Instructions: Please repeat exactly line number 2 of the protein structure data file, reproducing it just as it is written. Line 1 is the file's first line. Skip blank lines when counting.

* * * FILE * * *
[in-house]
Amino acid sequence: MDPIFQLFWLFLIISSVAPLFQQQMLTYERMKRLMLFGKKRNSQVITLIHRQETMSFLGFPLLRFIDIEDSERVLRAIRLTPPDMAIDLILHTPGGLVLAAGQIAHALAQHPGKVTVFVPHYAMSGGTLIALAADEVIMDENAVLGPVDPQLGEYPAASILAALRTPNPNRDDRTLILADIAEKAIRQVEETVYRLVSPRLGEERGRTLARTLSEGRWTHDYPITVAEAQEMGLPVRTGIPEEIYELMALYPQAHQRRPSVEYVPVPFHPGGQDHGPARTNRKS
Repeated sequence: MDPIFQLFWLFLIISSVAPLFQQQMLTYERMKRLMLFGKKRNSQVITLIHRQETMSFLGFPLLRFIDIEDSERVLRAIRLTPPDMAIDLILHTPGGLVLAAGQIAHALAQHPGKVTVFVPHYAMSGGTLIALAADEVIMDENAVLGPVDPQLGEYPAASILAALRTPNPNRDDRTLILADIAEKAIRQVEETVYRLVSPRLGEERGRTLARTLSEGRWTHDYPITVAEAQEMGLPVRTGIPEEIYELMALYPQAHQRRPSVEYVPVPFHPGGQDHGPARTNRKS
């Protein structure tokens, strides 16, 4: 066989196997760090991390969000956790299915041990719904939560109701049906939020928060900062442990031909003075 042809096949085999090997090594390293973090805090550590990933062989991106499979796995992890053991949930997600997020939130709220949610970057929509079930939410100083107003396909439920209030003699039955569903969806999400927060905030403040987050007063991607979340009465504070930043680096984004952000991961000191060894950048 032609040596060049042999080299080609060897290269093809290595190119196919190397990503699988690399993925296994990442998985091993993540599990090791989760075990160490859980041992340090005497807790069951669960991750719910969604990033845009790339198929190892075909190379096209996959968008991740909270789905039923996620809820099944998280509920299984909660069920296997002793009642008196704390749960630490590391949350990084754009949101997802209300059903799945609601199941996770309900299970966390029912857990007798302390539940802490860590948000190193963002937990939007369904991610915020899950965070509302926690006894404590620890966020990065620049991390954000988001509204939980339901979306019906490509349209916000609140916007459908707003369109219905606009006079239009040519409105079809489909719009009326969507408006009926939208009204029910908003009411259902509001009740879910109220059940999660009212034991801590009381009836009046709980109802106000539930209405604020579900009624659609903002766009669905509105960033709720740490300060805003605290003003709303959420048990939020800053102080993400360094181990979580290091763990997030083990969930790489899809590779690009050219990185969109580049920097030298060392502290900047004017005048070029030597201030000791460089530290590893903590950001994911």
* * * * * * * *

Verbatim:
Amino acid sequence: MDPIFQLFWLFLIISSVAPLFQQQMLTYERMKRLMLFGKKRNSQVITLIHRQETMSFLGFPLLRFIDIEDSERVLRAIRLTPPDMAIDLILHTPGGLVLAAGQIAHALAQHPGKVTVFVPHYAMSGGTLIALAADEVIMDENAVLGPVDPQLGEYPAASILAALRTPNPNRDDRTLILADIAEKAIRQVEETVYRLVSPRLGEERGRTLARTLSEGRWTHDYPITVAEAQEMGLPVRTGIPEEIYELMALYPQAHQRRPSVEYVPVPFHPGGQDHGPARTNRKS